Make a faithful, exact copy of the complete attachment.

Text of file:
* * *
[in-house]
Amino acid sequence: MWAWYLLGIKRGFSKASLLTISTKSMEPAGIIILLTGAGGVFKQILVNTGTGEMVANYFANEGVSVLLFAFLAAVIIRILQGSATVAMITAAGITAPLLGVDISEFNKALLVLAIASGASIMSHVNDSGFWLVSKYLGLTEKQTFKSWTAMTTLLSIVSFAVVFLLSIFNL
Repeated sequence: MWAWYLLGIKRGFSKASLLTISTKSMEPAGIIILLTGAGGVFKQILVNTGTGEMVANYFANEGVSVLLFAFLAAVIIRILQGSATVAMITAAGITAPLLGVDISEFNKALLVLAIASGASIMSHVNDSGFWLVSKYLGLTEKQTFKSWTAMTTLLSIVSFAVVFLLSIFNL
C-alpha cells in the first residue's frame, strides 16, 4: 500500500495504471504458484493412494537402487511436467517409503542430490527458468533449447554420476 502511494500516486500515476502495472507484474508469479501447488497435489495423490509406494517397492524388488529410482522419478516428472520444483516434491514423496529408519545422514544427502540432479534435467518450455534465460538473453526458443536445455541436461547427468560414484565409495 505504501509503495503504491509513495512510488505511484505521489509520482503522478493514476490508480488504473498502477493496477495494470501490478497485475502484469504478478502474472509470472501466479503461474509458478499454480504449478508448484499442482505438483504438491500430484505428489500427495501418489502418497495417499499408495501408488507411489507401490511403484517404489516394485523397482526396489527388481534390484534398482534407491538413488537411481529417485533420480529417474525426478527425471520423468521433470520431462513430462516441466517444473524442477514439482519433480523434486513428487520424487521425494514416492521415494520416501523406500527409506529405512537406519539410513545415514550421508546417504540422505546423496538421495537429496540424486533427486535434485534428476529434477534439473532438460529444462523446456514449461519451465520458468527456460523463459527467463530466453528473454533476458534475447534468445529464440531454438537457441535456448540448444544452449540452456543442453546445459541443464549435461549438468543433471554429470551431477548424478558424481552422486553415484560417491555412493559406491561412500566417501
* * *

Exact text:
[in-house]
Amino acid sequence: MWAWYLLGIKRGFSKASLLTISTKSMEPAGIIILLTGAGGVFKQILVNTGTGEMVANYFANEGVSVLLFAFLAAVIIRILQGSATVAMITAAGITAPLLGVDISEFNKALLVLAIASGASIMSHVNDSGFWLVSKYLGLTEKQTFKSWTAMTTLLSIVSFAVVFLLSIFNL
Repeated sequence: MWAWYLLGIKRGFSKASLLTISTKSMEPAGIIILLTGAGGVFKQILVNTGTGEMVANYFANEGVSVLLFAFLAAVIIRILQGSATVAMITAAGITAPLLGVDISEFNKALLVLAIASGASIMSHVNDSGFWLVSKYLGLTEKQTFKSWTAMTTLLSIVSFAVVFLLSIFNL
C-alpha cells in the first residue's frame, strides 16, 4: 500500500495504471504458484493412494537402487511436467517409503542430490527458468533449447554420476 502511494500516486500515476502495472507484474508469479501447488497435489495423490509406494517397492524388488529410482522419478516428472520444483516434491514423496529408519545422514544427502540432479534435467518450455534465460538473453526458443536445455541436461547427468560414484565409495 505504501509503495503504491509513495512510488505511484505521489509520482503522478493514476490508480488504473498502477493496477495494470501490478497485475502484469504478478502474472509470472501466479503461474509458478499454480504449478508448484499442482505438483504438491500430484505428489500427495501418489502418497495417499499408495501408488507411489507401490511403484517404489516394485523397482526396489527388481534390484534398482534407491538413488537411481529417485533420480529417474525426478527425471520423468521433470520431462513430462516441466517444473524442477514439482519433480523434486513428487520424487521425494514416492521415494520416501523406500527409506529405512537406519539410513545415514550421508546417504540422505546423496538421495537429496540424486533427486535434485534428476529434477534439473532438460529444462523446456514449461519451465520458468527456460523463459527467463530466453528473454533476458534475447534468445529464440531454438537457441535456448540448444544452449540452456543442453546445459541443464549435461549438468543433471554429470551431477548424478558424481552422486553415484560417491555412493559406491561412500566417501